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Opinion

New York City's Bill de Blasio and the future of the nanny state: Black boxes in your car

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Beltway Confidential,Opinion,Transportation,Timothy P. Carney,New York,New York City,Bill de Blasio,Privacy

He sees you when you're speeding

He knows just when you brake...

New York City's new mayor Bill de Blasio promises to be the apotheosis of progressive politics, blending retread Leftist ideas from the 1970s and pioneering new Big Brother plans.

De Blasio's plan to slow down traffic in New York City is a good window into the future of big government. As the New York Post reports:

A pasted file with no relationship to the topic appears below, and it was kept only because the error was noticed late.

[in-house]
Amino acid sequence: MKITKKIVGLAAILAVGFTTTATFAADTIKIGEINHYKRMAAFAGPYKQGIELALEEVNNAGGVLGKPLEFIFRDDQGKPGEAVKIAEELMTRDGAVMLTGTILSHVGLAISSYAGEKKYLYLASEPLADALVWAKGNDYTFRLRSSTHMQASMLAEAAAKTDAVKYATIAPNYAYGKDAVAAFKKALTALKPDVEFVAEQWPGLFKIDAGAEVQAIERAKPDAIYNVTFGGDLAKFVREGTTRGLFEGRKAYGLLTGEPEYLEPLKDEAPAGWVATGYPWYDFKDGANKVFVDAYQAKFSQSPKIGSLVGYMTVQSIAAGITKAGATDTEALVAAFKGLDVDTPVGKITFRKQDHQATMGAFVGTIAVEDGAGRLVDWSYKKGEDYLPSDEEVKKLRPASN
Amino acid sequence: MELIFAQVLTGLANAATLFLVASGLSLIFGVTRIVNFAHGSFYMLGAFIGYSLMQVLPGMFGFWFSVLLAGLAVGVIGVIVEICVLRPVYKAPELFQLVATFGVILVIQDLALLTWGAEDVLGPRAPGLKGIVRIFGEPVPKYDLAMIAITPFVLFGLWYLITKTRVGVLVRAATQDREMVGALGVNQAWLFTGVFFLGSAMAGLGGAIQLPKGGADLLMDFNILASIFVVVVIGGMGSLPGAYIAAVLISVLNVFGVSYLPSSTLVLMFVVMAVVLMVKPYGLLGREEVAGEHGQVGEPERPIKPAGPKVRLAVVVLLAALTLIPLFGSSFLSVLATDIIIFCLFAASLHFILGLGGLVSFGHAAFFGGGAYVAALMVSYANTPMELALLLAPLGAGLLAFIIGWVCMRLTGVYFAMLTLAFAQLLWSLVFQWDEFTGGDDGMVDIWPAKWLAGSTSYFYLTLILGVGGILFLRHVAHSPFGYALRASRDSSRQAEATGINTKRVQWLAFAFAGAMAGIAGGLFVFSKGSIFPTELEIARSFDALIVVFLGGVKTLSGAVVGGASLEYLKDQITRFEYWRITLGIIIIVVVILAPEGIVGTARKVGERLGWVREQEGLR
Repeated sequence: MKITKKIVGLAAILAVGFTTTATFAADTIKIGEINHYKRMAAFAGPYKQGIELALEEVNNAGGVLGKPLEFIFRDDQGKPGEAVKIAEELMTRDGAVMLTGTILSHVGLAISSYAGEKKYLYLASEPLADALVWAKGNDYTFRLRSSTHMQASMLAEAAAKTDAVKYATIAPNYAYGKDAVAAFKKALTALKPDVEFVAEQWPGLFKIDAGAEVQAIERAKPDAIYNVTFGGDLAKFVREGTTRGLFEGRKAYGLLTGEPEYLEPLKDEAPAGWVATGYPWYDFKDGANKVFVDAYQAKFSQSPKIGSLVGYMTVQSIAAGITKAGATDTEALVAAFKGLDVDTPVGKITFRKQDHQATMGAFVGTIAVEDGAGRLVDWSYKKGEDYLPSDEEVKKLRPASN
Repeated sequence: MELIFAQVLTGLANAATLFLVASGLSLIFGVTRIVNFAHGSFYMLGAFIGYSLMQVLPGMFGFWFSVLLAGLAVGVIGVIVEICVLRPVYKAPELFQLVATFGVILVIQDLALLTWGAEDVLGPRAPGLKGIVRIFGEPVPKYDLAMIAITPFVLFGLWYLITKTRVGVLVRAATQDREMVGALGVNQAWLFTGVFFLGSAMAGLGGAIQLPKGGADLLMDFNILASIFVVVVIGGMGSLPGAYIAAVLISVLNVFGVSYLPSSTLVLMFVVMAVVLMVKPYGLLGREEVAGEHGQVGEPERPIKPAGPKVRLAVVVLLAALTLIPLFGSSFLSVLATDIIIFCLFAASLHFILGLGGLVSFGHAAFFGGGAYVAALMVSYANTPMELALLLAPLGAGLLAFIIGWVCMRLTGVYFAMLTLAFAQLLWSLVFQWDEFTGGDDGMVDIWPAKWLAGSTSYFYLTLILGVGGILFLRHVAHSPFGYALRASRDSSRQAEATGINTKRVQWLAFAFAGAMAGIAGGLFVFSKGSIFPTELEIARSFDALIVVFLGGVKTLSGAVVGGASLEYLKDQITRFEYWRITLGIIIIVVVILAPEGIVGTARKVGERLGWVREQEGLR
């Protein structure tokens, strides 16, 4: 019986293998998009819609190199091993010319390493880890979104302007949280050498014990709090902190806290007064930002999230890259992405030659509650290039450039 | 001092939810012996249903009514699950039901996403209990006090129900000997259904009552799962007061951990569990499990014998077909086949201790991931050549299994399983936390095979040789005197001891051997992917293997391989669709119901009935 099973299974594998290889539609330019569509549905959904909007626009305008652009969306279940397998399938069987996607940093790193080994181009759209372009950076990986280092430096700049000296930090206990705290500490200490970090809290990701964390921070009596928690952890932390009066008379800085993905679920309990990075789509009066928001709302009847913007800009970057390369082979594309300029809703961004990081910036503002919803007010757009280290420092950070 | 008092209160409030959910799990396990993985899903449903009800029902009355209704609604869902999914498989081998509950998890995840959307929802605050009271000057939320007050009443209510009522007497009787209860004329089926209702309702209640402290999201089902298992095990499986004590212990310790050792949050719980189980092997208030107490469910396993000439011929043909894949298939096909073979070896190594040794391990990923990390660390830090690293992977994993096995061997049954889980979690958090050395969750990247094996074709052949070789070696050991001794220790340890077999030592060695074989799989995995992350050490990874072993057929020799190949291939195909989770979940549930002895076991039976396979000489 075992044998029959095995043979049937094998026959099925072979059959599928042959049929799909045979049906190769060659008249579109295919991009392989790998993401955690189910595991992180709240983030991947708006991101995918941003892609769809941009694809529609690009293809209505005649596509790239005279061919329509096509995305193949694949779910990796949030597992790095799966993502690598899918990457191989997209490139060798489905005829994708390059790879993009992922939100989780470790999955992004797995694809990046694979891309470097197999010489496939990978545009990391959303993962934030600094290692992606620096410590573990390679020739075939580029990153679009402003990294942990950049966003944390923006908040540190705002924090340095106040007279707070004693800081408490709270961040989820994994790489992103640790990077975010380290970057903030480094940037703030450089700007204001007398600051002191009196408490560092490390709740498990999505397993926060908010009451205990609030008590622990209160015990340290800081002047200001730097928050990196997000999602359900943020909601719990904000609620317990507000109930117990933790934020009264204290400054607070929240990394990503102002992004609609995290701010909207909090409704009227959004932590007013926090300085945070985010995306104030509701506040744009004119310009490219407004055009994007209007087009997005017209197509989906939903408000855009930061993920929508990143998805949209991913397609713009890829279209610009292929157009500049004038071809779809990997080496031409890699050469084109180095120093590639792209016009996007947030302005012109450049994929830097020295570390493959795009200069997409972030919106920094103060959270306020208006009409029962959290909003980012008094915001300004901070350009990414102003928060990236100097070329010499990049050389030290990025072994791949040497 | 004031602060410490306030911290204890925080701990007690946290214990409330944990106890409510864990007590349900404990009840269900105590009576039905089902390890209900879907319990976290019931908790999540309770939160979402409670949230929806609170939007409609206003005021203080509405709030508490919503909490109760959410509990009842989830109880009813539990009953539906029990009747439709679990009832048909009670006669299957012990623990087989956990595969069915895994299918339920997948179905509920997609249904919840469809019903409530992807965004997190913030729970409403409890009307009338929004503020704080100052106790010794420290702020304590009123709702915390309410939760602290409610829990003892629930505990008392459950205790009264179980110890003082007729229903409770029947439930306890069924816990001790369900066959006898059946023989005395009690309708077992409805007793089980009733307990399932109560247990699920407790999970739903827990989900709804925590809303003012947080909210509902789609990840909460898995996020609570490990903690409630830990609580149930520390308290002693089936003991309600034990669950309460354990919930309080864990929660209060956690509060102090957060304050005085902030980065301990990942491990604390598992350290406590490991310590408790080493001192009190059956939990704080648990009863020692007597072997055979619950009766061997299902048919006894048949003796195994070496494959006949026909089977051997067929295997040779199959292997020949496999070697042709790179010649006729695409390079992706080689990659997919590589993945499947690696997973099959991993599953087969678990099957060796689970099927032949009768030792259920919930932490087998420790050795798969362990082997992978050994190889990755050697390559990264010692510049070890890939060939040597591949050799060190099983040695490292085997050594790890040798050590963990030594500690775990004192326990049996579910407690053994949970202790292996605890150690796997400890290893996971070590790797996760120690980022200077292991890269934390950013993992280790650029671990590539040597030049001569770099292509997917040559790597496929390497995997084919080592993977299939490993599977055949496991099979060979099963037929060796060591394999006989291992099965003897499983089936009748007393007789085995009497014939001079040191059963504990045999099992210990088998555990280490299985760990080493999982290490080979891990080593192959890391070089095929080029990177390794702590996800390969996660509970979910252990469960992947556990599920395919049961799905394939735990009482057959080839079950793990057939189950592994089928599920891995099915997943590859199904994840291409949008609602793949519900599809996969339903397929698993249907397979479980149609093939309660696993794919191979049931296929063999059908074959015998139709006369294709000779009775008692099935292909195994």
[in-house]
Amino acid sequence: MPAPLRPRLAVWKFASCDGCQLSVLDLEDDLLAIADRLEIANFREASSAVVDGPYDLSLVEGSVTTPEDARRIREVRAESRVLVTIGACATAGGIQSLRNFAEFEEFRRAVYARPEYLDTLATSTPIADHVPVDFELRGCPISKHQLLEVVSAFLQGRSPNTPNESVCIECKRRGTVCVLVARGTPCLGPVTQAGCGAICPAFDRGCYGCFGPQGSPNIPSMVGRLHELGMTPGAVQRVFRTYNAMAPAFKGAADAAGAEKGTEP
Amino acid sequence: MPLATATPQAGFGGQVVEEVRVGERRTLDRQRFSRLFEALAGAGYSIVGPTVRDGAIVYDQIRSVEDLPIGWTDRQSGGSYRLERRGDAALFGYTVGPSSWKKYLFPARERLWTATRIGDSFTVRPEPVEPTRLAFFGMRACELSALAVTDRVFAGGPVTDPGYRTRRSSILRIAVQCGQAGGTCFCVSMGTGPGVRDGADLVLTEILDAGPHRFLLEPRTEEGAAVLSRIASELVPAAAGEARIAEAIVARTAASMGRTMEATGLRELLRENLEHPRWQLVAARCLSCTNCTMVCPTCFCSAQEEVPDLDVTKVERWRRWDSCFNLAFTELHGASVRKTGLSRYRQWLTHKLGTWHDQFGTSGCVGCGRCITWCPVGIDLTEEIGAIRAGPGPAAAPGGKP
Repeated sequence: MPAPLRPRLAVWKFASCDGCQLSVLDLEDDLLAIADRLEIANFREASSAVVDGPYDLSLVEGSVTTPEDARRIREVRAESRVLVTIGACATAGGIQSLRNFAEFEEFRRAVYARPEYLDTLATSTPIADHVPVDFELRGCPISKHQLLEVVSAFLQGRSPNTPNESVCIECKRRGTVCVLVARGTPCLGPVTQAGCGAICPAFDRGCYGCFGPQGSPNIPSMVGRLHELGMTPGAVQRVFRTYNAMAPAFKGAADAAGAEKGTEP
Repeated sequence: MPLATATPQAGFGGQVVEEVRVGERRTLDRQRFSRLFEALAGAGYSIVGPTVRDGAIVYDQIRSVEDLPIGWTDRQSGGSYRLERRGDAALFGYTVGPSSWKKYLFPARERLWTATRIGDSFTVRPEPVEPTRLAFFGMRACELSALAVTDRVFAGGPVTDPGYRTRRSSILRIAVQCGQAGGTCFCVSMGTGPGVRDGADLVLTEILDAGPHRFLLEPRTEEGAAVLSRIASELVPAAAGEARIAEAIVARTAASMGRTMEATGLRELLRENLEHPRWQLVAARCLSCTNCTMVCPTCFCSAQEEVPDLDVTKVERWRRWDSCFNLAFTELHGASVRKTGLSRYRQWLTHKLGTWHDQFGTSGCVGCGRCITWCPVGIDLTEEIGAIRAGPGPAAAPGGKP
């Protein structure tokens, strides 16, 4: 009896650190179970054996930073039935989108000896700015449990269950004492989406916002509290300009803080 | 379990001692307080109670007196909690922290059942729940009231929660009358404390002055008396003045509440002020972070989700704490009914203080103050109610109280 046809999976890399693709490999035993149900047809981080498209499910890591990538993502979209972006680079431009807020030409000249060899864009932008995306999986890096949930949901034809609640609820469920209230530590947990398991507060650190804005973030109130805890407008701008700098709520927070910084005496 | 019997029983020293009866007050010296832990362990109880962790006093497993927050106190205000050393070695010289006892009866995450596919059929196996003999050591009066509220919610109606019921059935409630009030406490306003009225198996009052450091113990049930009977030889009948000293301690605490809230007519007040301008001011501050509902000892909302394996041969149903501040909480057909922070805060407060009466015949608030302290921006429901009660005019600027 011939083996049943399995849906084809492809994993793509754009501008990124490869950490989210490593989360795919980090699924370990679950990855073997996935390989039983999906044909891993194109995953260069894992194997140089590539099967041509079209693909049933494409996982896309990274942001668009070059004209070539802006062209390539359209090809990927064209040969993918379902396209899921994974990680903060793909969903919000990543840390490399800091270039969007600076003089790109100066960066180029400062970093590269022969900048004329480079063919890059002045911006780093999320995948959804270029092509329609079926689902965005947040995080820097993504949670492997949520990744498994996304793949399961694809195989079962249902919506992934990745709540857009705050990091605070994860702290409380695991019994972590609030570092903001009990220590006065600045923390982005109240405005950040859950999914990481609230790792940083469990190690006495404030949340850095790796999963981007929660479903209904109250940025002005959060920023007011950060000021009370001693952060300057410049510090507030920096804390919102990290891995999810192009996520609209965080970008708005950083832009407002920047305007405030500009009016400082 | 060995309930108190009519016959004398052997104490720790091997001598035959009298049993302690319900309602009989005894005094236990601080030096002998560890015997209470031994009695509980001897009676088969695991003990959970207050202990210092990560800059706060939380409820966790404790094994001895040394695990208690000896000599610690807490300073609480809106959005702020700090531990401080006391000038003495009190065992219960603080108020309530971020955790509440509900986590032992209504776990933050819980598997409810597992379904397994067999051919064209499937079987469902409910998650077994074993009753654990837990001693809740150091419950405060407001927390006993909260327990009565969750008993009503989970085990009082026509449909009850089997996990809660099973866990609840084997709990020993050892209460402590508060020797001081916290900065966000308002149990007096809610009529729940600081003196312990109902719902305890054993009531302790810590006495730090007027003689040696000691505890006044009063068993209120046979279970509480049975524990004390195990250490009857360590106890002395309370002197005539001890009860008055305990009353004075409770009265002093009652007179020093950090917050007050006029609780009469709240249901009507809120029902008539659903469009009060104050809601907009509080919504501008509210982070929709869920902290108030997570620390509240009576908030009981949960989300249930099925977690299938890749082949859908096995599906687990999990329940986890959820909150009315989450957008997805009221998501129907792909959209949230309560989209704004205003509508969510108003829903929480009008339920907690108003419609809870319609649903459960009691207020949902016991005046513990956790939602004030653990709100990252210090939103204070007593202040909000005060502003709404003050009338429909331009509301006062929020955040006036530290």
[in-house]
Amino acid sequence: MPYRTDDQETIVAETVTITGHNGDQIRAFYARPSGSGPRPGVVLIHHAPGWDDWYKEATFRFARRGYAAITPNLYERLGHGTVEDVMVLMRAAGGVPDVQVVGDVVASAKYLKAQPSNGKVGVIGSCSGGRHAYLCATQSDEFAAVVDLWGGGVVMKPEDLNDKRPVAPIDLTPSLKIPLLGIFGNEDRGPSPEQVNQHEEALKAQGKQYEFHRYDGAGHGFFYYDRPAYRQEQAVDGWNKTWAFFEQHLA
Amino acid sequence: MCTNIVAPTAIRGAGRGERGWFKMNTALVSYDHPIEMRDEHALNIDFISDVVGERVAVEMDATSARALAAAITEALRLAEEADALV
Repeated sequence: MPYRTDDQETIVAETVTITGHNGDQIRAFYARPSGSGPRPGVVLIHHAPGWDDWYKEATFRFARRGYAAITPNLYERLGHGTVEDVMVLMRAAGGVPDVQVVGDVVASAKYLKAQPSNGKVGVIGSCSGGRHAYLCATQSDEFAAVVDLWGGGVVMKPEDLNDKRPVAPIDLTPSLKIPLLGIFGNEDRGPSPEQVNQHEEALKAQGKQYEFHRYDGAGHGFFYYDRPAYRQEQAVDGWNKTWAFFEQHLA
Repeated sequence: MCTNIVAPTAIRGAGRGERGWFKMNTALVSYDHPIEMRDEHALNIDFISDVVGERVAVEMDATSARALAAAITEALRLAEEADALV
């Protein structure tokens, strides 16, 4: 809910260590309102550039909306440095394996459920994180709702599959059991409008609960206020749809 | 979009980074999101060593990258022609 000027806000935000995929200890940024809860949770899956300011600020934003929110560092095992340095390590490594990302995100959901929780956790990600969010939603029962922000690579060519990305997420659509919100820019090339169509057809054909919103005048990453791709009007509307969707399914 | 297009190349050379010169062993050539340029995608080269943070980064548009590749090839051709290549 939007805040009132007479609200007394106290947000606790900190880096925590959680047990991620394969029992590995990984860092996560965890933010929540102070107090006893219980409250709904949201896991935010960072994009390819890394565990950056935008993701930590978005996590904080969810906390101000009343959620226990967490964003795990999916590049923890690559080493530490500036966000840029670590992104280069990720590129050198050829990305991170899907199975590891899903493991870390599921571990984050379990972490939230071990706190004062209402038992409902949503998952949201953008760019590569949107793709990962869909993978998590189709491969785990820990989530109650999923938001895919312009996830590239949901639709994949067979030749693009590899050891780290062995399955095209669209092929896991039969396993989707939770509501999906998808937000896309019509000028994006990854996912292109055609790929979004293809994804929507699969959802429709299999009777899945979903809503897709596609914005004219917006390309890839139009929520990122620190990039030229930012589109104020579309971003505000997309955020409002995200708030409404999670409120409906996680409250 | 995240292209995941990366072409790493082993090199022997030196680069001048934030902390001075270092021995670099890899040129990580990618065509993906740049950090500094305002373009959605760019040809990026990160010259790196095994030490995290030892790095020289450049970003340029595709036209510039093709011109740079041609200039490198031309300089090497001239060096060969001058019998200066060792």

The city may rig yellow cabs with technology that would stop charging passengers whenever the driver breaks the speed limit, as part of a broad effort to make the streets safer.

Taxis would also be equipped with black-box recorders that can track speed, braking and all movement by the vehicles.

Cabbies don't like this, but they operate at the pleasure of the city government, so they're a logical first step.

When our betters in Washington decided that the traditional incandescent needed to die, they started by imposing efficiency standards on the bulb purchases by federal agencies and Congress. The next logical step was forcing these standards on the private market.

How long before every car registered in, say, New York State or Maryland is required to come with a black box, whose data the state can access upon suspicion of a crime?

We already know how defenders of these laws will argue. In the words of Obama advisor and former Google CEO Eric Schmidt: "If you have something that you don't want anyone to know, maybe you shouldn't be doing it in the first place."

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